The developer of a proposed 64-unit assisted living facility at 11 Mill Road in New Rochelle, ND Acquisitions LLC, has been told to prepare an updated traffic study for the project by a unanimous vote of the city’s planning board.
A public hearing on a slightly revised plan, which replaces a previous plan, was held on Sept. 24. Several residents expressed concern about traffic and the scale of the project. The size of the site is 3.47 acres.
Attorney Daniel Richmond, a partner in the White Plains-based law firm Zarin & Steinmetz, referred to a site plan previously having been approved and extended by the board.
“We are here because of the way your code is written. We need to apply for essentially a new application of the site plan though there have been no significant changes to the application,” he said, adding that the applicant made some minor revisions.
The project initially received approval in 2017, but three residents filed a lawsuit alleging that the city council changed the zoning to allow the project to move forward without giving sufficient notice. A judge dismissed the Article 78 proceeding. The property had been the location of Cooper’s Corner Nursery and Garden Center, which closed in 2015 after having operated there for about 72 years. The Business Journal reported in May 2017 that the assisted living project was expected to cost $15 million to $20 million.
The site is at the intersection of North Avenue and Mill and Wilmot roads, near the Hutchinson River Parkway. Holy Trinity Greek Orthodox Church is across from the site on Mill Road and St. John’s Episcopal Church is adjacent to where Wilmot Road and North Avenue meet. Mill and Wilmot form the upper part of a “Y” intersection with North Avenue at the intersection’s base.
Diego Villareale, associate principal at JMC Site Development Consultants in Armonk, told the board that the updated site plan being presented for review has no material differences from the original plan.
“This is a two-story building. That has not changed,” he said. “There are two levels of residences in the building itself. Access will continue to remain off of Mill Road.”
Villareale said the new plan slightly changes the position of the project’s driveway. He said they added some details to the trash enclosure area and reworked the configuration for an electrical transformer and generator. Other changes included adding landscaping to the area near the building’s front door and shifting a side parking area closer to the building.
“We still have the landscaping that was proposed previously on the application. It’s just that we were able to add a little bit more and a little bit more lawn area between the parking lot and the driveway itself,” he said.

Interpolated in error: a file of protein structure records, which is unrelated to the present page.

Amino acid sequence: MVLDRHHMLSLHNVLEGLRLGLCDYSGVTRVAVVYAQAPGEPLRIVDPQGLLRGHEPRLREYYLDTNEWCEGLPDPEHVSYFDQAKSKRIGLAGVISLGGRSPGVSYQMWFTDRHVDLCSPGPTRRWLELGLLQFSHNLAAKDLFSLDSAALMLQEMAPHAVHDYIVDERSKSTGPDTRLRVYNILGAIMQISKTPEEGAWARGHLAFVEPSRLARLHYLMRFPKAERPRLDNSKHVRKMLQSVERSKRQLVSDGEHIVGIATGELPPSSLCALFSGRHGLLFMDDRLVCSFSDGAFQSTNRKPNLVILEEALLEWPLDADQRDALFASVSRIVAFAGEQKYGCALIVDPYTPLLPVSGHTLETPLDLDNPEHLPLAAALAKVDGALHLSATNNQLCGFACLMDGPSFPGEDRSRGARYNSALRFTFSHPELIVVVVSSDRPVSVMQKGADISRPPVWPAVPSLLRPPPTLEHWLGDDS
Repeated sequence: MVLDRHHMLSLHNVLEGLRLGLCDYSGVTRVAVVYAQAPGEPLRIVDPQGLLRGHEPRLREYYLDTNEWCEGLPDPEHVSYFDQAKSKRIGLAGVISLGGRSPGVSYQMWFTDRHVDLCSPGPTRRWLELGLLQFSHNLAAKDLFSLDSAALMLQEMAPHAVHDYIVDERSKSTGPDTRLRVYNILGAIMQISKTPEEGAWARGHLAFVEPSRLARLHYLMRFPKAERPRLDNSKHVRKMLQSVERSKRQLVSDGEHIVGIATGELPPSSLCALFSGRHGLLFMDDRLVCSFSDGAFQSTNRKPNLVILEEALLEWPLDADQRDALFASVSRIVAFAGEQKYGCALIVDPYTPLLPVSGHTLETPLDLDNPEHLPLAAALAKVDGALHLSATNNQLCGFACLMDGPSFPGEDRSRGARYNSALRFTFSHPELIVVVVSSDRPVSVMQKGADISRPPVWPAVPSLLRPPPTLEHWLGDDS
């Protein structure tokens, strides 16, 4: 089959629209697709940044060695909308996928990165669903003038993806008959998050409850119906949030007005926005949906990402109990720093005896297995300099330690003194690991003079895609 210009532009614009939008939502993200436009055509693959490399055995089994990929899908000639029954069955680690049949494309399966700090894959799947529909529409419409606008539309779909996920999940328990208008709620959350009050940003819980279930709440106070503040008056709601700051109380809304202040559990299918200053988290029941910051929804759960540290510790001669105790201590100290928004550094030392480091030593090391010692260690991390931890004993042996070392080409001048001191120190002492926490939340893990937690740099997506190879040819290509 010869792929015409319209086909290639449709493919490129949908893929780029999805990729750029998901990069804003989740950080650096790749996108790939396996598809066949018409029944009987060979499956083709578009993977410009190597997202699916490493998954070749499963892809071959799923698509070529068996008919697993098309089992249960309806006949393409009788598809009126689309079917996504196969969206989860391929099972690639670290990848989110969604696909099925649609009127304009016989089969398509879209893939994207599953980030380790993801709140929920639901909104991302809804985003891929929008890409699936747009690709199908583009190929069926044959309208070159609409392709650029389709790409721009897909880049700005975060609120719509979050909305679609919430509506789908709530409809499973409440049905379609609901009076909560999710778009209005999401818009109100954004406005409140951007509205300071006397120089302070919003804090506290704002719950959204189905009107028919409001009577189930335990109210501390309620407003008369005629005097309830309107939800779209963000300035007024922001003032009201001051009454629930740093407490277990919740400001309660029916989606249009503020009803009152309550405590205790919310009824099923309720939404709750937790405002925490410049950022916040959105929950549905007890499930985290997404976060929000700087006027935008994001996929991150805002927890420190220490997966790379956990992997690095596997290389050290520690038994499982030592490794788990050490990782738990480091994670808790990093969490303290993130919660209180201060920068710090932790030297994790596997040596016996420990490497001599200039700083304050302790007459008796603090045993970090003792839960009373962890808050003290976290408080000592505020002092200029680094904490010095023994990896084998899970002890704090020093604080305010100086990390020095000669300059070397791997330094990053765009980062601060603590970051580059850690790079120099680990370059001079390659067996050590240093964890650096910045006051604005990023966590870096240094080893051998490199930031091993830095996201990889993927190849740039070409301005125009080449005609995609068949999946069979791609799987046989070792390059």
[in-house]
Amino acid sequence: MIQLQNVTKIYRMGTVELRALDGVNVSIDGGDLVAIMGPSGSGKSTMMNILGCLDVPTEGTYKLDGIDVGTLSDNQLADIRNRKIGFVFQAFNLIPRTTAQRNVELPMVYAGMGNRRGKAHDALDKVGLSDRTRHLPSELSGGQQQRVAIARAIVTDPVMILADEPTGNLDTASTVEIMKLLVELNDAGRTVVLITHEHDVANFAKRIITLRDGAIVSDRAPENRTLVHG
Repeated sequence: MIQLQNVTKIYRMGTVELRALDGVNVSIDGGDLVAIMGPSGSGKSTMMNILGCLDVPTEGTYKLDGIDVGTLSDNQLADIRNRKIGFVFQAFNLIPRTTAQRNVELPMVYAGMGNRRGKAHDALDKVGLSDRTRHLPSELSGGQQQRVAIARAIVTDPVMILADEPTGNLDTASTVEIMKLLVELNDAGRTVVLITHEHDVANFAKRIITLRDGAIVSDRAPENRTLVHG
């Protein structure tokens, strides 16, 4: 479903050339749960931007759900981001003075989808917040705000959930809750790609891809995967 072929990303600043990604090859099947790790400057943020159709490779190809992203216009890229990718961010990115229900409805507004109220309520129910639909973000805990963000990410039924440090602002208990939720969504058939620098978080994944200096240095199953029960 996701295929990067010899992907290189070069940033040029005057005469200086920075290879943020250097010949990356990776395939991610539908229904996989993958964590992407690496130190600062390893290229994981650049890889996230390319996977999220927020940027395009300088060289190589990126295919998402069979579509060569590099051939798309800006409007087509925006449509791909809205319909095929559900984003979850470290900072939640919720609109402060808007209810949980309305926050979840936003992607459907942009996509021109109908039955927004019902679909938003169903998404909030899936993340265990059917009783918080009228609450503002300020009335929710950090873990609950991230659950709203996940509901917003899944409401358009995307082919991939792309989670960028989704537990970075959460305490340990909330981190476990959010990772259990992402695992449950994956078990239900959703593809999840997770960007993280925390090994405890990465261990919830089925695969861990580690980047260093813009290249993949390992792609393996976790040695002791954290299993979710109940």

Villareale talked about the traffic study which had been done for the 2017 application. He said the study concluded that the traffic generated by the project will not have an adverse impact on the intersections around the property.
“Ten, 28 and 16 — those are the peak-hour trips that would be generated by this project,” he said, explaining 10 would be the number during the peak morning commuting hour and 16 in the peak afternoon hour.
In addition, they studied the traffic generated while schools were open and that came to 28 trips. He said the developer is proposing pedestrian improvements at the intersection.
Planning Board Chair Sarah C. Dodds-Brown questioned why the traffic study had not been updated. Villareale said the original study projected traffic volumes out to 2019 and emphasized the low count of new trips generated by the project.
“We would need much larger volumes to start affecting the operations of those intersections,” he said.
Joseph Rafalowicz, one of the residents who filed the lawsuit, disputed that notion. He told the board, “During the course of conversations we have had with the developer, we have asked for a new traffic study. It’s useless. It’s old. There’s more traffic. Traffic patterns have changed.”
Stephen Cohen, a resident who lives on Broadfield Road, said, “The traffic conditions … are … nothing less than a mess. And, those conditions have only increased in messiness and severity in disruptions in the lifestyles of the people that live in the area in the last year or two.”
The hearing was adjourned pending submission of an updated traffic study.